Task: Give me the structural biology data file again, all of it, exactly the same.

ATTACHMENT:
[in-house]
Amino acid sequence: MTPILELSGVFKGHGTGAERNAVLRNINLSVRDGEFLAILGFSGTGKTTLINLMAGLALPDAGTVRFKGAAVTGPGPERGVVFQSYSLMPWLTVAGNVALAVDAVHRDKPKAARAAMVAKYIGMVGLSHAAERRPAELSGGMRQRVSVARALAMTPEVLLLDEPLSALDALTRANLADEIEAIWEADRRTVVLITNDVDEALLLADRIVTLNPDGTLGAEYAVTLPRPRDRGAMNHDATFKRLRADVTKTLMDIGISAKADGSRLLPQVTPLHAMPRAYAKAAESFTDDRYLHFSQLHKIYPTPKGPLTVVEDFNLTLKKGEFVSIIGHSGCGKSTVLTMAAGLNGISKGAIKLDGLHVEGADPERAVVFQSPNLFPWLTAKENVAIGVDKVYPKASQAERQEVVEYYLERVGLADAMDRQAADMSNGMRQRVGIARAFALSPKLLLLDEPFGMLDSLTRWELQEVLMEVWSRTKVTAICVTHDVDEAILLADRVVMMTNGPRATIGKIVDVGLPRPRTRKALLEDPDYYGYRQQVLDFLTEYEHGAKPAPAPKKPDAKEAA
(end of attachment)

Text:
[in-house]
Amino acid sequence: MTPILELSGVFKGHGTGAERNAVLRNINLSVRDGEFLAILGFSGTGKTTLINLMAGLALPDAGTVRFKGAAVTGPGPERGVVFQSYSLMPWLTVAGNVALAVDAVHRDKPKAARAAMVAKYIGMVGLSHAAERRPAELSGGMRQRVSVARALAMTPEVLLLDEPLSALDALTRANLADEIEAIWEADRRTVVLITNDVDEALLLADRIVTLNPDGTLGAEYAVTLPRPRDRGAMNHDATFKRLRADVTKTLMDIGISAKADGSRLLPQVTPLHAMPRAYAKAAESFTDDRYLHFSQLHKIYPTPKGPLTVVEDFNLTLKKGEFVSIIGHSGCGKSTVLTMAAGLNGISKGAIKLDGLHVEGADPERAVVFQSPNLFPWLTAKENVAIGVDKVYPKASQAERQEVVEYYLERVGLADAMDRQAADMSNGMRQRVGIARAFALSPKLLLLDEPFGMLDSLTRWELQEVLMEVWSRTKVTAICVTHDVDEAILLADRVVMMTNGPRATIGKIVDVGLPRPRTRKALLEDPDYYGYRQQVLDFLTEYEHGAKPAPAPKKPDAKEAA